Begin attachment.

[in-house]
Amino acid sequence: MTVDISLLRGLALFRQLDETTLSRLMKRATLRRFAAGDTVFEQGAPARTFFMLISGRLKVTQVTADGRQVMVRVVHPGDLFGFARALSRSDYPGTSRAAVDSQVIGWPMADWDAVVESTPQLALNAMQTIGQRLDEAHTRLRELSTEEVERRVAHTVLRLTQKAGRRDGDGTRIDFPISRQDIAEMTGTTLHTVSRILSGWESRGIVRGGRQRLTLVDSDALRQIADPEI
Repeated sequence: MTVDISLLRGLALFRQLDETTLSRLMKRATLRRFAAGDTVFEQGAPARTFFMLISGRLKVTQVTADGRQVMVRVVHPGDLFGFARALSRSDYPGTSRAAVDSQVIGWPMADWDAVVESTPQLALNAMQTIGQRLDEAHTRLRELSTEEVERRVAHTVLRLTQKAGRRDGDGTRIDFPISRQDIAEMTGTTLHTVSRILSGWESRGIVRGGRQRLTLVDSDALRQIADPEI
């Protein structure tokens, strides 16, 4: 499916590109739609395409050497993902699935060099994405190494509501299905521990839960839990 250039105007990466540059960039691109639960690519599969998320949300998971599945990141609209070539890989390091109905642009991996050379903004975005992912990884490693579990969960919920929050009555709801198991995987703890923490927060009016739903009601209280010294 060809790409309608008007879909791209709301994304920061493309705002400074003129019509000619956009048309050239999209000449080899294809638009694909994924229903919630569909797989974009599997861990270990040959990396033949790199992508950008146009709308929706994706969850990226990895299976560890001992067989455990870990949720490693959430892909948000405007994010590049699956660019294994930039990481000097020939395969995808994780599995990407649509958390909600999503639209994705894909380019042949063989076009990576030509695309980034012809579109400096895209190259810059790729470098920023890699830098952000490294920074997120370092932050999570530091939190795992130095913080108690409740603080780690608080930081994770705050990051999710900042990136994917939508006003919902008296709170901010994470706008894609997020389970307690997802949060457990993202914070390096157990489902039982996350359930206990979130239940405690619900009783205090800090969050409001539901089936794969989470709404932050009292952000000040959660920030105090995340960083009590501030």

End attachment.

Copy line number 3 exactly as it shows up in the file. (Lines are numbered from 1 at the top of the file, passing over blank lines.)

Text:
Repeated sequence: MTVDISLLRGLALFRQLDETTLSRLMKRATLRRFAAGDTVFEQGAPARTFFMLISGRLKVTQVTADGRQVMVRVVHPGDLFGFARALSRSDYPGTSRAAVDSQVIGWPMADWDAVVESTPQLALNAMQTIGQRLDEAHTRLRELSTEEVERRVAHTVLRLTQKAGRRDGDGTRIDFPISRQDIAEMTGTTLHTVSRILSGWESRGIVRGGRQRLTLVDSDALRQIADPEI